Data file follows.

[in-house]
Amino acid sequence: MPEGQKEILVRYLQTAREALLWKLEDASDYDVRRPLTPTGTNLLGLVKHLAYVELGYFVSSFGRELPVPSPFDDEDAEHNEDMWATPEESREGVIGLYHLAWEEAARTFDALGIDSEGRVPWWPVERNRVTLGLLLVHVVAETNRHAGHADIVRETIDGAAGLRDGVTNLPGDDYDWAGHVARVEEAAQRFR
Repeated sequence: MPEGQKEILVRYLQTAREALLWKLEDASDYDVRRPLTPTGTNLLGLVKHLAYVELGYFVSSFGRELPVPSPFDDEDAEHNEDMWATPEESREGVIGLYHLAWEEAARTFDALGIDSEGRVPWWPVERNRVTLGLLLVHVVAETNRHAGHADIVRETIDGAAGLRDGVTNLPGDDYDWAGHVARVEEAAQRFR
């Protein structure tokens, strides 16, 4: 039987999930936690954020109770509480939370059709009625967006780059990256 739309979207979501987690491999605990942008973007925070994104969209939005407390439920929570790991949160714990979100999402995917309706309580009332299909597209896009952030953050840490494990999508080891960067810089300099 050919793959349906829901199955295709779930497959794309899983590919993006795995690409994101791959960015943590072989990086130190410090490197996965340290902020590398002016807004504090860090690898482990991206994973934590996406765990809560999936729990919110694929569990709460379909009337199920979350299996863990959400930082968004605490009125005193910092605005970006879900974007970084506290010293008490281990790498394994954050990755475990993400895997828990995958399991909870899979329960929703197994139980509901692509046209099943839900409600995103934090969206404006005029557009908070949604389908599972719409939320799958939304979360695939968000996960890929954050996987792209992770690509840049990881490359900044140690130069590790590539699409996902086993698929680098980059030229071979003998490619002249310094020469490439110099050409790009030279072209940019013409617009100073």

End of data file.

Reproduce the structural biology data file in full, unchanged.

[in-house]
Amino acid sequence: MPEGQKEILVRYLQTAREALLWKLEDASDYDVRRPLTPTGTNLLGLVKHLAYVELGYFVSSFGRELPVPSPFDDEDAEHNEDMWATPEESREGVIGLYHLAWEEAARTFDALGIDSEGRVPWWPVERNRVTLGLLLVHVVAETNRHAGHADIVRETIDGAAGLRDGVTNLPGDDYDWAGHVARVEEAAQRFR
Repeated sequence: MPEGQKEILVRYLQTAREALLWKLEDASDYDVRRPLTPTGTNLLGLVKHLAYVELGYFVSSFGRELPVPSPFDDEDAEHNEDMWATPEESREGVIGLYHLAWEEAARTFDALGIDSEGRVPWWPVERNRVTLGLLLVHVVAETNRHAGHADIVRETIDGAAGLRDGVTNLPGDDYDWAGHVARVEEAAQRFR
């Protein structure tokens, strides 16, 4: 039987999930936690954020109770509480939370059709009625967006780059990256 739309979207979501987690491999605990942008973007925070994104969209939005407390439920929570790991949160714990979100999402995917309706309580009332299909597209896009952030953050840490494990999508080891960067810089300099 050919793959349906829901199955295709779930497959794309899983590919993006795995690409994101791959960015943590072989990086130190410090490197996965340290902020590398002016807004504090860090690898482990991206994973934590996406765990809560999936729990919110694929569990709460379909009337199920979350299996863990959400930082968004605490009125005193910092605005970006879900974007970084506290010293008490281990790498394994954050990755475990993400895997828990995958399991909870899979329960929703197994139980509901692509046209099943839900409600995103934090969206404006005029557009908070949604389908599972719409939320799958939304979360695939968000996960890929954050996987792209992770690509840049990881490359900044140690130069590790590539699409996902086993698929680098980059030229071979003998490619002249310094020469490439110099050409790009030279072209940019013409617009100073």